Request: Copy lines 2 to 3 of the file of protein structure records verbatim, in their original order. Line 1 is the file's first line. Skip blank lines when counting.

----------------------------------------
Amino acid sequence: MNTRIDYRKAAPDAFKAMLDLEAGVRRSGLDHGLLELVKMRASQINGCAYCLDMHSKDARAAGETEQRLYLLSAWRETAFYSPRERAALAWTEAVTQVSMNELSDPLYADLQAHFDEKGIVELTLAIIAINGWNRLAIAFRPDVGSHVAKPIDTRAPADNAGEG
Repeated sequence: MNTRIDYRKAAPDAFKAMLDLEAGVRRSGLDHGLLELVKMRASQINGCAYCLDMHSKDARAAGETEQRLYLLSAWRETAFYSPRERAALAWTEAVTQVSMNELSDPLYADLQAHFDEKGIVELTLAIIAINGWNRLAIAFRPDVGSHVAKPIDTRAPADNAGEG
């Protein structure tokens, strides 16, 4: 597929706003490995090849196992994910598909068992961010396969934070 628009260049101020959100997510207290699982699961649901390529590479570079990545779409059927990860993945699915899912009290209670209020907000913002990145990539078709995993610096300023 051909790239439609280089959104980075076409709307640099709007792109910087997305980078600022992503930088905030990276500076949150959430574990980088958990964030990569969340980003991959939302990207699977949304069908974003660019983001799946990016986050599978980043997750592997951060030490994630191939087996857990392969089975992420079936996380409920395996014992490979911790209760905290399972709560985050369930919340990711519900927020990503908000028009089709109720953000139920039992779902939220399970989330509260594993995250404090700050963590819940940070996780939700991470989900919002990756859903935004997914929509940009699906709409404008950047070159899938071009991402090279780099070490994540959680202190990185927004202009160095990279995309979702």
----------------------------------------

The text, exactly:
Repeated sequence: MNTRIDYRKAAPDAFKAMLDLEAGVRRSGLDHGLLELVKMRASQINGCAYCLDMHSKDARAAGETEQRLYLLSAWRETAFYSPRERAALAWTEAVTQVSMNELSDPLYADLQAHFDEKGIVELTLAIIAINGWNRLAIAFRPDVGSHVAKPIDTRAPADNAGEG
């Protein structure tokens, strides 16, 4: 597929706003490995090849196992994910598909068992961010396969934070 628009260049101020959100997510207290699982699961649901390529590479570079990545779409059927990860993945699915899912009290209670209020907000913002990145990539078709995993610096300023 051909790239439609280089959104980075076409709307640099709007792109910087997305980078600022992503930088905030990276500076949150959430574990980088958990964030990569969340980003991959939302990207699977949304069908974003660019983001799946990016986050599978980043997750592997951060030490994630191939087996857990392969089975992420079936996380409920395996014992490979911790209760905290399972709560985050369930919340990711519900927020990503908000028009089709109720953000139920039992779902939220399970989330509260594993995250404090700050963590819940940070996780939700991470989900919002990756859903935004997914929509940009699906709409404008950047070159899938071009991402090279780099070490994540959680202190990185927004202009160095990279995309979702």